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March 21, 2010

The Right to get High

By Allan Goldstein

Drug prohibition is a disaster. I propose this 28th amendment to the Constitution. "A well-regulated mood being necessary to the pursuit of happiness, Congress shall make no law abridging the right of the people to get high."


Every year or two some public figure gets in trouble and I feel compelled
to write yet another version of my drug-prohibition injustice column.
Last year it was Lance Armstrong. This time it's Ron Washington.

For those of you who don't know, Ron Washington is the manager--for the
moment--of the Texas Rangers baseball team. He tested positive for
cocaine last year; he said he used it once.

I hope that's a lie, because he's had to abase himself enough to cover an
eight-ball. That one high got him three weeks in rehab, and now he can't
take a leak without some putz holding a cup under his putz. All because
he wanted to have a little fun, off the field, on his own time, with
demon coke.

So here we go again. Another victim of our crazy buzz-phobia. Ron
Washington isn't going to jail for his sin, but he could have.

Railing about our inhumane, ineffective, counterproductive and just plain
evil drug policies is an exercise in futility, the Super Bowl of

Sisyphus had it easy. He only had to roll a rock up a mountain. Trying
to change our drug laws is like rolling a mountain up a rock. Sisyphus
was a sissy.

Well, I'm done with half measures. If you are trying to do the
impossible, you might as well ask for the impossible. Once and for all.
No more compromises, no more nibbling around the edges, no more happy
talk and BS excuses. The whole drug law edifice is rotten, rotten to the
core. It must go.

The most damaging thing about drugs isn't drugs. It's jail. Drug
prohibition is a murder machine powering failed states. The most
poisonous drug is lead.

Drug laws aren't about social control, they're not about crime, they make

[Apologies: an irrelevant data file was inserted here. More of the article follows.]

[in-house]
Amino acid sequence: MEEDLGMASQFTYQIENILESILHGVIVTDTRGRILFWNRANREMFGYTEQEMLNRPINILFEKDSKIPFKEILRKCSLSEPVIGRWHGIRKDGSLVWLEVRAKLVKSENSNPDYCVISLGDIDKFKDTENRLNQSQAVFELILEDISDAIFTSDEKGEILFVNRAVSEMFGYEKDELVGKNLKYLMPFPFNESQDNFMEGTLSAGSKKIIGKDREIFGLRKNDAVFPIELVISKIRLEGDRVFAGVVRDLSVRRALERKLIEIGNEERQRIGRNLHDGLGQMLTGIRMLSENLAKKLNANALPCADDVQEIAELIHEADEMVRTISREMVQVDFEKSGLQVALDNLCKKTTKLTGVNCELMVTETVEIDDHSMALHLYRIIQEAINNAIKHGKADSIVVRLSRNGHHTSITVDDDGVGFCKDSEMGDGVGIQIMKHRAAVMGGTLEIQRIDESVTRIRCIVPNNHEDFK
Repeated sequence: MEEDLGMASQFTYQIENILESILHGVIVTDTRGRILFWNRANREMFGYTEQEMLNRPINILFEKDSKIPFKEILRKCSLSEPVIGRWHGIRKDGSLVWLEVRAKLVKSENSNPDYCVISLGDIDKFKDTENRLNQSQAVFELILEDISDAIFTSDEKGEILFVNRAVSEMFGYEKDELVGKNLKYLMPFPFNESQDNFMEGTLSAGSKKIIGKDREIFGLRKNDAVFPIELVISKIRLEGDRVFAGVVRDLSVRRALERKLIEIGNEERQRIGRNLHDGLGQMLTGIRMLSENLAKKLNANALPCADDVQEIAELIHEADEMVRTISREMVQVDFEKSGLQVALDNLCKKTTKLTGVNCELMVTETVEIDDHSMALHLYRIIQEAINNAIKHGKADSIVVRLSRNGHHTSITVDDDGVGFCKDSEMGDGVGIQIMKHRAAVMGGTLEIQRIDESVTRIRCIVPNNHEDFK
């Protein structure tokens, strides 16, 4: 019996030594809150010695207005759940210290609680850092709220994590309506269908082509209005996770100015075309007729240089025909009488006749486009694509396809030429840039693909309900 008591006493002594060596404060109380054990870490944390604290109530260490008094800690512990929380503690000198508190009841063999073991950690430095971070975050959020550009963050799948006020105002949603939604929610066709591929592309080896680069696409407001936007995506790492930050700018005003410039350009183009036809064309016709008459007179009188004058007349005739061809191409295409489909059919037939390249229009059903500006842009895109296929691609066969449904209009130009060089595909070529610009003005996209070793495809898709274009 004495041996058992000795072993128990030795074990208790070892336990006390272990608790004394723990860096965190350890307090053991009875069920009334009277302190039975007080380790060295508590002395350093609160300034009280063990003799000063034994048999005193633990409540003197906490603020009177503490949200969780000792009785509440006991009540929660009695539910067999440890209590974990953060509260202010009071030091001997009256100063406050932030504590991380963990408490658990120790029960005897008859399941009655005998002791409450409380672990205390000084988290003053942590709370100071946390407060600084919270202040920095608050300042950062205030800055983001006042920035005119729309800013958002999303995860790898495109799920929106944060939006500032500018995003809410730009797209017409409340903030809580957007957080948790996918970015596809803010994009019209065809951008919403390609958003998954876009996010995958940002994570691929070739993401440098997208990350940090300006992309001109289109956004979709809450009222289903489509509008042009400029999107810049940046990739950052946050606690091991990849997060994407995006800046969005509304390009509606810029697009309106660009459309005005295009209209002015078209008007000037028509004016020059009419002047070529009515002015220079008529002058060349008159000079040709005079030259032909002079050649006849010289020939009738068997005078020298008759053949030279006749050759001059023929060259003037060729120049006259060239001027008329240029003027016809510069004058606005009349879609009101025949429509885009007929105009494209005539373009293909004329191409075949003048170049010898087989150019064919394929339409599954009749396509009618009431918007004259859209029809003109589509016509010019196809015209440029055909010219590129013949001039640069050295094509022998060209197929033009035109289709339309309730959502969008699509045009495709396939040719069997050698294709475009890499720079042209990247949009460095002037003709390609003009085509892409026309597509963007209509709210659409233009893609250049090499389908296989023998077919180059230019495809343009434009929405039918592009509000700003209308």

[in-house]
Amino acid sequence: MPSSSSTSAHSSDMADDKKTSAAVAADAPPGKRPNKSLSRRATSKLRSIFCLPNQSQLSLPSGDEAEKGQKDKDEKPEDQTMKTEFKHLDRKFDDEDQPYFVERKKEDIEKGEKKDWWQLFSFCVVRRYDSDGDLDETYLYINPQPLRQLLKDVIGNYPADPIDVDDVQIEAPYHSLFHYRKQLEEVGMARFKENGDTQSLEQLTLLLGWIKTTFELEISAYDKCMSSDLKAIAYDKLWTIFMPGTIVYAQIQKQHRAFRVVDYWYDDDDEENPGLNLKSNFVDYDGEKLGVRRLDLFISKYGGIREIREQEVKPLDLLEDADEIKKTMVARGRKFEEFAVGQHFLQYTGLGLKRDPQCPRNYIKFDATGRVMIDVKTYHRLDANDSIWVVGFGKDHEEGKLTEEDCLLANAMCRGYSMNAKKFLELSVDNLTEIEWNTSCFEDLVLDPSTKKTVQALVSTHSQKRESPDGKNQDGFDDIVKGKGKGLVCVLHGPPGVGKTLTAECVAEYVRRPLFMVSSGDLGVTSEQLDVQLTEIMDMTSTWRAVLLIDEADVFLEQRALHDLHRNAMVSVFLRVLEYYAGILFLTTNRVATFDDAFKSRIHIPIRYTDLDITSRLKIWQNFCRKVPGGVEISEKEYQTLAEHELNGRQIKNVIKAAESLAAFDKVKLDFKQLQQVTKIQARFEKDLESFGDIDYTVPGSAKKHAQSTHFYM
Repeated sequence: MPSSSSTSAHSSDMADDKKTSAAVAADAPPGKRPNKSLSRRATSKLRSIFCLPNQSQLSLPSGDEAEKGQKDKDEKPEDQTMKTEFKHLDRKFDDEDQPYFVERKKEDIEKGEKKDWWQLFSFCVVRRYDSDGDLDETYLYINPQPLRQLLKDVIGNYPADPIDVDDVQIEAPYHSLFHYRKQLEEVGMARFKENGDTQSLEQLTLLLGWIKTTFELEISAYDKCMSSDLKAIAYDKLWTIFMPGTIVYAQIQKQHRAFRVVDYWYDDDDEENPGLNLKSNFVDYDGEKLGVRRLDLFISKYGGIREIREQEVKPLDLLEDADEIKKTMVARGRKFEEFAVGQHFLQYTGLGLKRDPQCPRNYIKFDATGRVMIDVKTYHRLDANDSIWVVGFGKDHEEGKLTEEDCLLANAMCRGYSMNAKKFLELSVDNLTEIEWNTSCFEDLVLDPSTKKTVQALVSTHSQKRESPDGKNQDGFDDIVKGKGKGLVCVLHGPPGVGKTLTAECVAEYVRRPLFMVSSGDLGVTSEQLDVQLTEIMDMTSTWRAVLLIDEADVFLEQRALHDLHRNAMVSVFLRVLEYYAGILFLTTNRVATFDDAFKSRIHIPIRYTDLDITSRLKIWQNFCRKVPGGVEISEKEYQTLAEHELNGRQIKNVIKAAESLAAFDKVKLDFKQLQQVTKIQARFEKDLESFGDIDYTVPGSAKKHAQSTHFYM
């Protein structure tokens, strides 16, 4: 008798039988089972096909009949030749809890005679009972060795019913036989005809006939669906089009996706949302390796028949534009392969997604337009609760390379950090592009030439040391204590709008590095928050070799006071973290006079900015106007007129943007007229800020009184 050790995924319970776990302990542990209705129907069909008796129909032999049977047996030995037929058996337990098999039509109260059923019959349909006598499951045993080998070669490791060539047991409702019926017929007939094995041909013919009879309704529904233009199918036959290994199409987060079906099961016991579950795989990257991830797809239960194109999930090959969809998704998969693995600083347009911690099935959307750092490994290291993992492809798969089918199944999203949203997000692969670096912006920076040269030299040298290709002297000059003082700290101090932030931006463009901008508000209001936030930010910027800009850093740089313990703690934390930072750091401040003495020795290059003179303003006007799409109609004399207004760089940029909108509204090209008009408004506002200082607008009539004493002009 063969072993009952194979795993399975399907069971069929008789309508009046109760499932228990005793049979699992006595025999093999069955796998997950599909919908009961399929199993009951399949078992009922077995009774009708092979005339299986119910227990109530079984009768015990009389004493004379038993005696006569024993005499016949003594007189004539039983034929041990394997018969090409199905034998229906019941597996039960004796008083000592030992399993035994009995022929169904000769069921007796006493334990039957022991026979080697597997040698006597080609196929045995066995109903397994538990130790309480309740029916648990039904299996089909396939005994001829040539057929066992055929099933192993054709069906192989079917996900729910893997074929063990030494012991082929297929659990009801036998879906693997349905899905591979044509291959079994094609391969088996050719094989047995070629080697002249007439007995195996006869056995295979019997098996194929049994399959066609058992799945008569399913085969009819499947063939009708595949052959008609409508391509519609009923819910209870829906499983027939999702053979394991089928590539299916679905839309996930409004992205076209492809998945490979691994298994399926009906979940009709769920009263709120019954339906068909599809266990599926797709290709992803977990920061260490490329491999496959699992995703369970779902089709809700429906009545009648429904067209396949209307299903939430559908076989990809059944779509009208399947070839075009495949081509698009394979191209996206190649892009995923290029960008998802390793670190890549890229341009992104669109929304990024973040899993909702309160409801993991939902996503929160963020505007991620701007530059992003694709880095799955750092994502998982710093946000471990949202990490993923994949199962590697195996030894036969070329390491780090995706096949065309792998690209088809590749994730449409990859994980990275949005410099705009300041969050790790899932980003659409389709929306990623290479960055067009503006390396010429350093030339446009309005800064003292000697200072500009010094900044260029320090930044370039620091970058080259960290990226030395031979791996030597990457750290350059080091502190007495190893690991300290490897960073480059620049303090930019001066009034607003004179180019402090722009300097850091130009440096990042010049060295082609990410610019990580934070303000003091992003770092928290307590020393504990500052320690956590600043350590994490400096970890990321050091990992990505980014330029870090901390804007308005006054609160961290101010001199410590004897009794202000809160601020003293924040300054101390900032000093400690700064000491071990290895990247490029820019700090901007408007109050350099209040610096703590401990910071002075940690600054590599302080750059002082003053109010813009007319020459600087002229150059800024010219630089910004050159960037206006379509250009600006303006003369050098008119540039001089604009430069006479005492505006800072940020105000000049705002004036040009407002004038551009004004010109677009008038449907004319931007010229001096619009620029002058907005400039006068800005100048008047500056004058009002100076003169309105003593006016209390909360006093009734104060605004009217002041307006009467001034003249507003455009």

crimes, they're about sin, they're the product of theocracy.

A free, secular, society is one where nobody has to power to dictate what
you can put into your body. In a free society, you own that body. You
can put whatever you want into it and you can put it into what and
whoever consents.

It's taken a couple of hundred years but we've finally allowed the
latter. The sodomy laws were religious laws as well. Homosexuality was
banned because it was considered a sin; there is no other reason, or
rather excuse, to justify criminalizing that ineradicable human behavior.
So now it's legal to commit sodomy, a mere three thousand years since
they invented it in Sodom.

There is no difference with drugs. Pills, powders or penises, it's all
the same. It's your body. It's your choice. You are free to do as you

Otherwise freedom is a lie. What good is freedom if you are only free to
do what the government deems "good?" You have the right to get high.

The Founding Fathers left that out of the Constitution. They left out
the right to bear arms, too, but they quickly jammed it into the bill of
rights. We've been paying for that freedom ever since. Supposedly it's
helped keep tyranny at bay. But there's still plenty of tyranny around
when it comes to what we're allowed to do with our bodies.

It is time to rectify that mistake. I hereby propose this 28th amendment
to the Constitution.

"A well-regulated mood being necessary to the pursuit of happiness,
Congress shall make no law abridging the right of the people to get

Just that simple. No, I'm not advocating intoxication in critical places